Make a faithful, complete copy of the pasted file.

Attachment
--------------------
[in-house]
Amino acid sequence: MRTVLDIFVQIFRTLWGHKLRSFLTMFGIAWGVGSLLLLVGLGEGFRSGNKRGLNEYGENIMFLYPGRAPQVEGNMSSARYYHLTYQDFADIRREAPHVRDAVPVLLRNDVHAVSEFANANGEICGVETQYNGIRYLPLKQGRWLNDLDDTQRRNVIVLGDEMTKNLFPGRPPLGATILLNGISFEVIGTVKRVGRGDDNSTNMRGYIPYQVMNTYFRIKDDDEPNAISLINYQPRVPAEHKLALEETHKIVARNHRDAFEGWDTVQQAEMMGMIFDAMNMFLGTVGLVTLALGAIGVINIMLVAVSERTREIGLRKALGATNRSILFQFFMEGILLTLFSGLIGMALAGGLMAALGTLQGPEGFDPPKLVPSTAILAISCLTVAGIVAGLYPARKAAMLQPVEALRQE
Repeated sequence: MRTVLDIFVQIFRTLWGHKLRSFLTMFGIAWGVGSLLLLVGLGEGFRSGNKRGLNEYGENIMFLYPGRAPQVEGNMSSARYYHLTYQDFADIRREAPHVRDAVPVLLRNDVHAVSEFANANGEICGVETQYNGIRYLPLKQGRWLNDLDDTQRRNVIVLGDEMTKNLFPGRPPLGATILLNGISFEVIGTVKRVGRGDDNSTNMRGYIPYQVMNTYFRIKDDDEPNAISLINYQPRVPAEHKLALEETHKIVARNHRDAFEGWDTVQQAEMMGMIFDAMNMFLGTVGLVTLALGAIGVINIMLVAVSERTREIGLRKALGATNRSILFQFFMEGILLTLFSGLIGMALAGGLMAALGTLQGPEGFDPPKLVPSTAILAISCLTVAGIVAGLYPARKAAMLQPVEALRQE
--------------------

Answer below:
[in-house]
Amino acid sequence: MRTVLDIFVQIFRTLWGHKLRSFLTMFGIAWGVGSLLLLVGLGEGFRSGNKRGLNEYGENIMFLYPGRAPQVEGNMSSARYYHLTYQDFADIRREAPHVRDAVPVLLRNDVHAVSEFANANGEICGVETQYNGIRYLPLKQGRWLNDLDDTQRRNVIVLGDEMTKNLFPGRPPLGATILLNGISFEVIGTVKRVGRGDDNSTNMRGYIPYQVMNTYFRIKDDDEPNAISLINYQPRVPAEHKLALEETHKIVARNHRDAFEGWDTVQQAEMMGMIFDAMNMFLGTVGLVTLALGAIGVINIMLVAVSERTREIGLRKALGATNRSILFQFFMEGILLTLFSGLIGMALAGGLMAALGTLQGPEGFDPPKLVPSTAILAISCLTVAGIVAGLYPARKAAMLQPVEALRQE
Repeated sequence: MRTVLDIFVQIFRTLWGHKLRSFLTMFGIAWGVGSLLLLVGLGEGFRSGNKRGLNEYGENIMFLYPGRAPQVEGNMSSARYYHLTYQDFADIRREAPHVRDAVPVLLRNDVHAVSEFANANGEICGVETQYNGIRYLPLKQGRWLNDLDDTQRRNVIVLGDEMTKNLFPGRPPLGATILLNGISFEVIGTVKRVGRGDDNSTNMRGYIPYQVMNTYFRIKDDDEPNAISLINYQPRVPAEHKLALEETHKIVARNHRDAFEGWDTVQQAEMMGMIFDAMNMFLGTVGLVTLALGAIGVINIMLVAVSERTREIGLRKALGATNRSILFQFFMEGILLTLFSGLIGMALAGGLMAALGTLQGPEGFDPPKLVPSTAILAISCLTVAGIVAGLYPARKAAMLQPVEALRQE